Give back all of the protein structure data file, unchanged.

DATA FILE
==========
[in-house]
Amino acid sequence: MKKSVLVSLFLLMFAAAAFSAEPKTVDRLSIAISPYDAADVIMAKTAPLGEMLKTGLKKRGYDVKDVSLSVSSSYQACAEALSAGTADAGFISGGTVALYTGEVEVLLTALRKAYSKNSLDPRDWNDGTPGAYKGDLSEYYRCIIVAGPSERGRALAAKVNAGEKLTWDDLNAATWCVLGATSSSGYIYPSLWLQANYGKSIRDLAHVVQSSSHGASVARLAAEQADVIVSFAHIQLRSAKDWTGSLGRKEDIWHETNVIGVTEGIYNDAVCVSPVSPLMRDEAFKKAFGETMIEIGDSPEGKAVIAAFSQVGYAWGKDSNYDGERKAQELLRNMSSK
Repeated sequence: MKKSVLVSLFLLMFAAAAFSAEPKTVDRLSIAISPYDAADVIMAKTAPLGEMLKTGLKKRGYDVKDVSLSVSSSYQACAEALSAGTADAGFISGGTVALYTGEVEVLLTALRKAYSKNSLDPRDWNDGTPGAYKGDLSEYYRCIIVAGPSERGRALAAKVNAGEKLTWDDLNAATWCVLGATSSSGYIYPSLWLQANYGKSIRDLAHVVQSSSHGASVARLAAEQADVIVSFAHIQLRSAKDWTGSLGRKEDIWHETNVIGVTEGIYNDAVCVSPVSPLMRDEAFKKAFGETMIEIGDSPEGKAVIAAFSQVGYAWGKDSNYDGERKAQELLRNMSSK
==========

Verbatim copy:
[in-house]
Amino acid sequence: MKKSVLVSLFLLMFAAAAFSAEPKTVDRLSIAISPYDAADVIMAKTAPLGEMLKTGLKKRGYDVKDVSLSVSSSYQACAEALSAGTADAGFISGGTVALYTGEVEVLLTALRKAYSKNSLDPRDWNDGTPGAYKGDLSEYYRCIIVAGPSERGRALAAKVNAGEKLTWDDLNAATWCVLGATSSSGYIYPSLWLQANYGKSIRDLAHVVQSSSHGASVARLAAEQADVIVSFAHIQLRSAKDWTGSLGRKEDIWHETNVIGVTEGIYNDAVCVSPVSPLMRDEAFKKAFGETMIEIGDSPEGKAVIAAFSQVGYAWGKDSNYDGERKAQELLRNMSSK
Repeated sequence: MKKSVLVSLFLLMFAAAAFSAEPKTVDRLSIAISPYDAADVIMAKTAPLGEMLKTGLKKRGYDVKDVSLSVSSSYQACAEALSAGTADAGFISGGTVALYTGEVEVLLTALRKAYSKNSLDPRDWNDGTPGAYKGDLSEYYRCIIVAGPSERGRALAAKVNAGEKLTWDDLNAATWCVLGATSSSGYIYPSLWLQANYGKSIRDLAHVVQSSSHGASVARLAAEQADVIVSFAHIQLRSAKDWTGSLGRKEDIWHETNVIGVTEGIYNDAVCVSPVSPLMRDEAFKKAFGETMIEIGDSPEGKAVIAAFSQVGYAWGKDSNYDGERKAQELLRNMSSK